NYC has a history of producing gifted and gritty basketball players, point guards specifically. Some have graced NBA courts and seen their names etched in history books, others have remained urban legends in a city where the competition has been as fierce as the courts are overcrowded. This has apparently subsided in the last few years.
I heard an NYC playground legend blame the quietness of the courts and the decline in consistency coming from the five boroughs, on kids playing video games at home, rather than hitting the courts.
I live in London now, but grew up in another part of the UK, Birmingham. This is Britain's second largest city but still dwarfed by the capital. I grew up knowing nothing about Basketball, my dad was an avid football (soccer) fan and I enjoyed watching our local team play and enjoy some success in the early 90s. My first glimpse of Basketball was on a friend's birthday trip to a local bowling alley, there was an arcade there which had a game called NBA JAM. I became obsessed, literally!
My education of the game came from NBA videos, Panini sticker books and not least... NBA video games. I was soon taking weekly Saturday morning trips to my local second hand shops to see if there might just be any Basketball games in stock for my Sega Megadrive (Genesis in the States). NBA JAM, NBA Live 95, David Robinson's Supreme Court, Bulls vs Blazers and so on and so on. I learned rules, teams, rosters, superstars, moves, set plays, I learned to love the game of basketball in an era where the internet was inaccessible and almost nothing NBA related was shown on British television. This spurred me on to play for a local team and to practice avidly in my parents back garden. It was video games that got me into the game, not out of it.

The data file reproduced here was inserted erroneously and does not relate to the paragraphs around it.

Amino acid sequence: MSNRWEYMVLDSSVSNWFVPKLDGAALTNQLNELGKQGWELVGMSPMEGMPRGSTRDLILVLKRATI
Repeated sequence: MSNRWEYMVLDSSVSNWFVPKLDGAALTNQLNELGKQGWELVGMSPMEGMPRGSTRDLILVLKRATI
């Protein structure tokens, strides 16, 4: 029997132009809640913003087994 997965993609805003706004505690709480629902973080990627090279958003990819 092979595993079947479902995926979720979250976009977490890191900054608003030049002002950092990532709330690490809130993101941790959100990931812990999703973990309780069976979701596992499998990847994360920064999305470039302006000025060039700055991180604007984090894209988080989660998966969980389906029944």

In the last few years, the NBA 2K series have dominated the video game world. It's become a best seller for guys who wouldn't otherwise enjoy basketball, and taught many who hadn't even considered the game, to explore it. I'm blessed to have a job where I get to work with teenagers and specifically young men, and I have seen an increase of guys hitting the courts and kids following the sport since the success of the NBA 2K series.
Don't get me wrong, sitting indoors all day and being hooked on video games is never a good thing. But ironically, video games may be just the thing which gets kids back on the courts again, it's beginning to here in the UK, and I hope it will in NYC too.